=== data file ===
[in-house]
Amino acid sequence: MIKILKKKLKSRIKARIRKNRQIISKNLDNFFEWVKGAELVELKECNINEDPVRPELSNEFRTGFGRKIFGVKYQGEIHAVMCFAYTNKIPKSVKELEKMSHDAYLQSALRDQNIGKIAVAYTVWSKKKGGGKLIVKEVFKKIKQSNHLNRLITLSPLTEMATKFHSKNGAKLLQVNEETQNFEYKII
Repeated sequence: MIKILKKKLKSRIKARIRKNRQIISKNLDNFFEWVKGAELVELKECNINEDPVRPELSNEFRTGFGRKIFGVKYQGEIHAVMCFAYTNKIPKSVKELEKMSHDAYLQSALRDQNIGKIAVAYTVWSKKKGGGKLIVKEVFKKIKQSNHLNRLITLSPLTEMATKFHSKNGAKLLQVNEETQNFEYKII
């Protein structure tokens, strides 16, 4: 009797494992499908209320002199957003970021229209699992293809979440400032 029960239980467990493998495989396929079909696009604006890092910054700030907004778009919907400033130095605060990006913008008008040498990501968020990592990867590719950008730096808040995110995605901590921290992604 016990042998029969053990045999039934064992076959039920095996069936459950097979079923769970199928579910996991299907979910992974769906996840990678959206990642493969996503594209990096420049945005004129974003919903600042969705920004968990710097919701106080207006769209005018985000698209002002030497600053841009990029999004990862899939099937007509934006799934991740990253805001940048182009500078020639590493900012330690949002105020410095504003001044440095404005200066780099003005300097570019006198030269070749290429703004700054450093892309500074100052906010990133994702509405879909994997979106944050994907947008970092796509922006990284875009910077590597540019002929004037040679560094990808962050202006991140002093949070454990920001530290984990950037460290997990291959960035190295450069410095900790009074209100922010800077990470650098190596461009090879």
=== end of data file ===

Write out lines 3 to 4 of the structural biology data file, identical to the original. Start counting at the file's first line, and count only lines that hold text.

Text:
Repeated sequence: MIKILKKKLKSRIKARIRKNRQIISKNLDNFFEWVKGAELVELKECNINEDPVRPELSNEFRTGFGRKIFGVKYQGEIHAVMCFAYTNKIPKSVKELEKMSHDAYLQSALRDQNIGKIAVAYTVWSKKKGGGKLIVKEVFKKIKQSNHLNRLITLSPLTEMATKFHSKNGAKLLQVNEETQNFEYKII
């Protein structure tokens, strides 16, 4: 009797494992499908209320002199957003970021229209699992293809979440400032 029960239980467990493998495989396929079909696009604006890092910054700030907004778009919907400033130095605060990006913008008008040498990501968020990592990867590719950008730096808040995110995605901590921290992604 016990042998029969053990045999039934064992076959039920095996069936459950097979079923769970199928579910996991299907979910992974769906996840990678959206990642493969996503594209990096420049945005004129974003919903600042969705920004968990710097919701106080207006769209005018985000698209002002030497600053841009990029999004990862899939099937007509934006799934991740990253805001940048182009500078020639590493900012330690949002105020410095504003001044440095404005200066780099003005300097570019006198030269070749290429703004700054450093892309500074100052906010990133994702509405879909994997979106944050994907947008970092796509922006990284875009910077590597540019002929004037040679560094990808962050202006991140002093949070454990920001530290984990950037460290997990291959960035190295450069410095900790009074209100922010800077990470650098190596461009090879």